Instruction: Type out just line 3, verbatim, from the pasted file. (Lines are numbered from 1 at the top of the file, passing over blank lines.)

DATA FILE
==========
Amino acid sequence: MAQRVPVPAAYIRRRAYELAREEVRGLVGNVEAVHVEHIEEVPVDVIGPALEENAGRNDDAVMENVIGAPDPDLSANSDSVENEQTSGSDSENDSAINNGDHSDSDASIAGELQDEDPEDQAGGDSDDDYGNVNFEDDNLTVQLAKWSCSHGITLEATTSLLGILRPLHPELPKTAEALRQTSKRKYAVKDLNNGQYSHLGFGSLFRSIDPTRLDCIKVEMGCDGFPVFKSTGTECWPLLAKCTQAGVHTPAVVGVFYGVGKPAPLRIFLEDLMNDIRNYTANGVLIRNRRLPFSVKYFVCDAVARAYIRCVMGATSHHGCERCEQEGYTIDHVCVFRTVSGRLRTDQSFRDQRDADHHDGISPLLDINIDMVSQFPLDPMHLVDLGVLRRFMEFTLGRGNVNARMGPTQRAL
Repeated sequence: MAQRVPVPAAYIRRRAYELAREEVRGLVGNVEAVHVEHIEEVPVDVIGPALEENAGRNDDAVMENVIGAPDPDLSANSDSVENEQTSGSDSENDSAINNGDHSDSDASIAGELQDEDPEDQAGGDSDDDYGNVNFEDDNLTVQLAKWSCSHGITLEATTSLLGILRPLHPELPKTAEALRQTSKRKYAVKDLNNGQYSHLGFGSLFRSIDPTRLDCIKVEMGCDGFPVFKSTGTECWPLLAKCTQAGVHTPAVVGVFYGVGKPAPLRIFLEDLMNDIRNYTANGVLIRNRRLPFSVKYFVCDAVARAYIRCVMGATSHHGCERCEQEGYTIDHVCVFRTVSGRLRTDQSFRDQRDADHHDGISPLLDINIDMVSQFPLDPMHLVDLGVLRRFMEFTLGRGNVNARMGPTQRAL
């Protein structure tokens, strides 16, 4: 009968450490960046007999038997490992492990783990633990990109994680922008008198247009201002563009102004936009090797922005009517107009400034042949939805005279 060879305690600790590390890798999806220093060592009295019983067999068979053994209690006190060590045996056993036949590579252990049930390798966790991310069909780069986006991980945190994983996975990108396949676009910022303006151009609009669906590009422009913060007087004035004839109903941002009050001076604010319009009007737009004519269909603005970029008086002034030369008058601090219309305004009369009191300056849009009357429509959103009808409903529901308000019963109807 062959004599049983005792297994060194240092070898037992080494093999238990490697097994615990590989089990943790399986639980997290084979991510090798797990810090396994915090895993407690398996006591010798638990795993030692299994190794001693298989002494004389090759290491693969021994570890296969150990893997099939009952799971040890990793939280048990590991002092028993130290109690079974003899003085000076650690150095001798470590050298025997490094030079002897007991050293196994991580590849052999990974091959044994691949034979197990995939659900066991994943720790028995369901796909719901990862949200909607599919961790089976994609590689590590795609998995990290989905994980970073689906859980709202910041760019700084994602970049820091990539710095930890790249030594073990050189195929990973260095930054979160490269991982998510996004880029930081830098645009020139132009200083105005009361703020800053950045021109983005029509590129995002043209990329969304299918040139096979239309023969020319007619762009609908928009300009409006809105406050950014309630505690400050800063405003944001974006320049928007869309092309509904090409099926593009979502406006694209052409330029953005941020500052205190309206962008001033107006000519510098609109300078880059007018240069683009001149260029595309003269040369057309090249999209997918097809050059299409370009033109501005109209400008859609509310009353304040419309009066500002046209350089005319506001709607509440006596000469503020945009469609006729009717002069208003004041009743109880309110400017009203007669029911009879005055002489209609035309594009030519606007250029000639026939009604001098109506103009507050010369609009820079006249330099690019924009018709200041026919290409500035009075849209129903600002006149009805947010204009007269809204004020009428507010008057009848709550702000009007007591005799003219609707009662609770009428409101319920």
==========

């Protein structure tokens, strides 16, 4: 009968450490960046007999038997490992492990783990633990990109994680922008008198247009201002563009102004936009090797922005009517107009400034042949939805005279 060879305690600790590390890798999806220093060592009295019983067999068979053994209690006190060590045996056993036949590579252990049930390798966790991310069909780069986006991980945190994983996975990108396949676009910022303006151009609009669906590009422009913060007087004035004839109903941002009050001076604010319009009007737009004519269909603005970029008086002034030369008058601090219309305004009369009191300056849009009357429509959103009808409903529901308000019963109807 062959004599049983005792297994060194240092070898037992080494093999238990490697097994615990590989089990943790399986639980997290084979991510090798797990810090396994915090895993407690398996006591010798638990795993030692299994190794001693298989002494004389090759290491693969021994570890296969150990893997099939009952799971040890990793939280048990590991002092028993130290109690079974003899003085000076650690150095001798470590050298025997490094030079002897007991050293196994991580590849052999990974091959044994691949034979197990995939659900066991994943720790028995369901796909719901990862949200909607599919961790089976994609590689590590795609998995990290989905994980970073689906859980709202910041760019700084994602970049820091990539710095930890790249030594073990050189195929990973260095930054979160490269991982998510996004880029930081830098645009020139132009200083105005009361703020800053950045021109983005029509590129995002043209990329969304299918040139096979239309023969020319007619762009609908928009300009409006809105406050950014309630505690400050800063405003944001974006320049928007869309092309509904090409099926593009979502406006694209052409330029953005941020500052205190309206962008001033107006000519510098609109300078880059007018240069683009001149260029595309003269040369057309090249999209997918097809050059299409370009033109501005109209400008859609509310009353304040419309009066500002046209350089005319506001709607509440006596000469503020945009469609006729009717002069208003004041009743109880309110400017009203007669029911009879005055002489209609035309594009030519606007250029000639026939009604001098109506103009507050010369609009820079006249330099690019924009018709200041026919290409500035009075849209129903600002006149009805947010204009007269809204004020009428507010008057009848709550702000009007007591005799003219609707009662609770009428409101319920």